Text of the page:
posted by pants at 1:02 AM on April 7, 2005

Morning Glory seeds. They contain a chemical, closely related to LSD. Your friend was probably tripping on a combo.
posted by Gyan at 1:32 AM on April 7, 2005

You did right. Whether or not the seeds had anything to do with it, it looks like an Adderall overdose (if this is the case here — and if so, it could be accidental) can be life threatening, and symptoms include "restlessness, tremor, hyperreflexia, rapid respiration, confusion, assaultiveness, hallucinations, panic states, hyperpyrexia".

Calling 911 was the best thing to do.
posted by taz at 1:47 AM on April 7, 2005

Wow. He was basically combining methamphetamine and LSD. That REALLY doesn't sound like a good combination to me. Very much not.

Amphetamines: They're not just for junkies anymore!
posted by Justinian at 2:28 AM on April 7, 2005

holy shit. yeah: that's a terrible mix. I've seen a dude kick in a windshield (with his bare feet) on a mix of acid and crystal (he a bag boy at my local supermarket, oddly enough).

Morning glory seeds alone, from what I've heard, will put you through ONE SHITLOAD of a trip.
posted by fishfucker at 3:03 AM on April 7, 2005

Justinian: Nothing like some stretching the facts, is there? Adderall, which contains dextroamphetamine, and Morning Glory seeds, which contain LSA (1/10th as potent as LSD by quantity) become meth and acid. Even though I speculated that he was tripping (on a combo), from taz's link, a Dex OD seems sufficient by itself to account for this experience.
posted by Gyan at 3:10 AM on April 7, 2005

pants, you did the right thing and as for asking here - well, I think I might be a bit quicker to just dial 911 if I were ever in a similar situation now, so thanks.
posted by CunningLinguist at 4:29 AM on April 7, 2005

re, Gyan's comment... Yes, we shouldn't conflate. And I'm generally leery of assuming too much with the basic information we have now. I once had a high fever over several days, and ended up "overdosing" on aspirin, because I simply was a mess and didn't realize how much I was taking to combat the fever (I would wake up every few hours and take aspirin, not realizing how little time had actually passed since I last did this).

When I went to the emergency room, the "doctor" was a teenaged* jerk who decided that I had idiotically tried to either "get high" or suicide myself with aspirin of all things, and treated me with utter contempt. I will never forget that feeling of being so sick and weak, and helplessly unable to counter this ridiculous notion. I've never felt so powerless in the face of a wrong assumption.

So... I'd just like to inject the idea that if the problem turns out to be drug-related, it actually could have been purely accidental.

* Well, that's how he looked to me. A resident, I guess.
posted by taz at 4:45 AM on April 7, 2005

taz: I've seen docs pull that kind of crap. All too often, young and lots of education = naive, and that can get bad in a doc!

pants: if you don't mind, why did the EMTs enter his room? Sounds suspiciously like a search to me. A person ought not have to get busted to get medical care. Hope he'll be okay! Please keep tabs on him, he might be in an ugly situation and need an advocate.
posted by Goofyy at 4:59 AM on April 7, 2005

Humor the guy until you find a new place, which should be soon.
posted by euphorb at 5:38 AM on April 7, 2005

The ramifications of these things aren't pleasant. People who get involuntarily committed don't have an easy time escaping the system again...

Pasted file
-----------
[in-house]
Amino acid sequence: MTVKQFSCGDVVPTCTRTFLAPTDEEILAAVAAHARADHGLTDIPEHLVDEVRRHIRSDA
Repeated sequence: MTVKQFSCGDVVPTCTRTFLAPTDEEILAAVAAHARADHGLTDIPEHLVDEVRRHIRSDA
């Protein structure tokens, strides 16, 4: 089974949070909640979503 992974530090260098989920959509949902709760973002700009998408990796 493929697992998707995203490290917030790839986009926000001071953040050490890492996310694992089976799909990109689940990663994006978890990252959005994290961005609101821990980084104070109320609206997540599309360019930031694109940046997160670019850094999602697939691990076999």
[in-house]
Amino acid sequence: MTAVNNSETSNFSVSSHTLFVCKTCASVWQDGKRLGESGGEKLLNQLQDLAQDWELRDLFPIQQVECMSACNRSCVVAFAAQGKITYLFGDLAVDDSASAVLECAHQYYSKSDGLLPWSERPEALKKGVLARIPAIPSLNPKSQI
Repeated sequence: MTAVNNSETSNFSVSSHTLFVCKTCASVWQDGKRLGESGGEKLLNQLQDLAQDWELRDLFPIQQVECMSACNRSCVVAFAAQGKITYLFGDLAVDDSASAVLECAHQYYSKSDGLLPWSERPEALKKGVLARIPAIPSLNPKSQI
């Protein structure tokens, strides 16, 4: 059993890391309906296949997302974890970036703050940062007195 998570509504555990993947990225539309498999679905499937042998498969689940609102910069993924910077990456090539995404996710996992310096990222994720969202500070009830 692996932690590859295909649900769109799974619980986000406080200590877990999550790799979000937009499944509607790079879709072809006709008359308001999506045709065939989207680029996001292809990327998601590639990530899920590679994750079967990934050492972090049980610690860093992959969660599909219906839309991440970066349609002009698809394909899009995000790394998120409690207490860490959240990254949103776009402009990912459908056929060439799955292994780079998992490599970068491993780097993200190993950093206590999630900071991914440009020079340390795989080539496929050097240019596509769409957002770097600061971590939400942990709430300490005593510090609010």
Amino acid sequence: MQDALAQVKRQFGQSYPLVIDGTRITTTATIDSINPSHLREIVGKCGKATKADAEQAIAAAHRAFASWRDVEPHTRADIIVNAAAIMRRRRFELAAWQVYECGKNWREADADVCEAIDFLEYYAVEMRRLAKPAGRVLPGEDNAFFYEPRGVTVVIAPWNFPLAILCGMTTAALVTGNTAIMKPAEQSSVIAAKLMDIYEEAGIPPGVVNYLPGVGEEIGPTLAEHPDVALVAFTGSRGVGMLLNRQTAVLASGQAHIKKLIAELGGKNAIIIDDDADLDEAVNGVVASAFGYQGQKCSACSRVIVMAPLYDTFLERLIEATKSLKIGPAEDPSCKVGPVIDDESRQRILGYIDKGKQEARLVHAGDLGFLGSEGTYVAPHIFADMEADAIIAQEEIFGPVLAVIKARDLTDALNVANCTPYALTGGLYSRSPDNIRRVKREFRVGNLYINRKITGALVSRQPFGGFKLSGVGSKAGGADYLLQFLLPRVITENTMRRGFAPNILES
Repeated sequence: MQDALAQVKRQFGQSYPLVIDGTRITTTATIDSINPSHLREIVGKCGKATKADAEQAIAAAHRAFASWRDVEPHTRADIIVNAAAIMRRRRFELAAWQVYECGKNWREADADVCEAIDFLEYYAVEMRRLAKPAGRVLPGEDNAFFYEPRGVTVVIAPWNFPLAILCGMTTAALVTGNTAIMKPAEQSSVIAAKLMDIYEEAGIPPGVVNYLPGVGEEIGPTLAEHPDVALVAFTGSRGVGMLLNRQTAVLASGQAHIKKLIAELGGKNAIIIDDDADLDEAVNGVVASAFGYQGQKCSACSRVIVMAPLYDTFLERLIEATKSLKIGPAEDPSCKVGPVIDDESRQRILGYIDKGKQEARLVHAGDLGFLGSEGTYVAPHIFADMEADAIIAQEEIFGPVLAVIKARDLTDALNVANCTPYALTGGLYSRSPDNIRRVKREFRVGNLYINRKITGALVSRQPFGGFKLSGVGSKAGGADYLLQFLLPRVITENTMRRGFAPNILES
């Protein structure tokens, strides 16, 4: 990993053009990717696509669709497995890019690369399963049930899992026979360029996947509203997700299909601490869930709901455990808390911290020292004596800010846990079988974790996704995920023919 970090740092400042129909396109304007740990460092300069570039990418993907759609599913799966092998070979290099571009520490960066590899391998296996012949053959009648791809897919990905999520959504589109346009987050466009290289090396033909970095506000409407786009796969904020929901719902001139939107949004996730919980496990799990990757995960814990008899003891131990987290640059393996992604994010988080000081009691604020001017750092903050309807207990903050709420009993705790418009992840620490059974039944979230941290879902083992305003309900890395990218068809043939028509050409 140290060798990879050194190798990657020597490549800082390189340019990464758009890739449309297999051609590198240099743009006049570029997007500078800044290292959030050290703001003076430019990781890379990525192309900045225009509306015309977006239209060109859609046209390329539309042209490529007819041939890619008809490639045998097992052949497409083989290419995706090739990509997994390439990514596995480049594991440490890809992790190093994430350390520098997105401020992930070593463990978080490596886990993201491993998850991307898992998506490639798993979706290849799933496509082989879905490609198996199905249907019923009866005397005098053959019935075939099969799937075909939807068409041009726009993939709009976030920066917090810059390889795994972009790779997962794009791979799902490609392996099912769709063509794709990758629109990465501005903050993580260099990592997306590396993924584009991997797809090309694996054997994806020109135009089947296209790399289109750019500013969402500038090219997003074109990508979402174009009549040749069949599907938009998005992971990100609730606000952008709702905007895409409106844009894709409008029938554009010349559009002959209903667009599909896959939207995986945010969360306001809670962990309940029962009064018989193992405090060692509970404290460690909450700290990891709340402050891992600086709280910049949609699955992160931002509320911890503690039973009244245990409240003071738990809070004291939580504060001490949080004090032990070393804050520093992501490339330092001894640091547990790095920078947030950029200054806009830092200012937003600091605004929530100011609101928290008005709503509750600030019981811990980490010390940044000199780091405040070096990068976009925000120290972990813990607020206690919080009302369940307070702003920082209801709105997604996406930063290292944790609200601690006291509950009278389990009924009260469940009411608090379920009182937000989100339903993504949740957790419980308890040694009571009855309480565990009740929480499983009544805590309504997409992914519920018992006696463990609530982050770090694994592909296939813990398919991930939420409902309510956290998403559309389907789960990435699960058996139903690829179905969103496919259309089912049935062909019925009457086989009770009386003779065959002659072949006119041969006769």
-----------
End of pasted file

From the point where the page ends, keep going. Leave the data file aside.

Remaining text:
Yeah, that's the truth. I wish your roomie the best of luck pants, but it sounds like you did the right thing. I don't think it was inappropriate to ask about it here. I had a similar situation 2 years ago and it was utterly painful and mind-numbing trying to figure out what was going on inside this kids head - never having dealt with a person who had a severe mental illness or drug-enhanced schizophrenic activity, I was at a complete loss.
posted by prostyle at 6:24 AM on April 7, 2005

pants: if you don't mind, why did the EMTs enter his room? Sounds suspiciously like a search to me. A person ought not have to get busted to get medical care.

If it's relevant to his medical condition in an emergency, it's not a search. And EMTs are not law enforcement (many times they're private, not government, and thus wouldn't be subject to search and seizure prohibitions). Moreover, you may be assuming to much to suggest that he's been "busted" because of the seeds.

fwiw, pants, I think you did exactly the right thing.
posted by pardonyou? at 6:32 AM on April 7, 2005

pants: if you don't mind, why did the EMTs enter his room? Sounds suspiciously like a search to me. A person ought not have to get busted to get medical care.

I just completed EMT-B (Basic) training and I will be taking my state certification test on Monday. I don't know what the protocol is in the state/country where this occurred, but in NJ, EMT's are *not* Narcs; their primary concern is the effective emergency treatment of a patient, not gathering evidence. The only time that I'm aware of that EMT's are required to report evidence of a suspected crime is in cases of child/spouse/elder abuse. The only times that EMT's will facilitate the gathering of evidence for the police is in cases of violent crime (cutting around instead of through bullet holes/stab holes in clothing, disturbing the scene of a crime as little as possible).

However, EMT's should gather as much information as possible to allow for the most appropriate treatment of the emergency. In the case of an overdose/poisoning that includes making every reasonable effort to ascertain exactly what the patient took and possibly bring it along to the hospital. Depending on what substance(s) someone has taken, the use of certain medical interventions may be inappropriate. Also, again at least in NJ, any patient can refuse any action of the EMT's at any point, including telling them just to F' off and leave him alone.

If you call 911 and an ambulance service responds, it is in your best interest to be completely honest with them. They are*not* agents of the police, they are an extension of the medical system and are bound by the same patient confidentiality laws as any other medical personnel.
posted by de void at 6:33 AM on April 7, 2005 [1 favorite]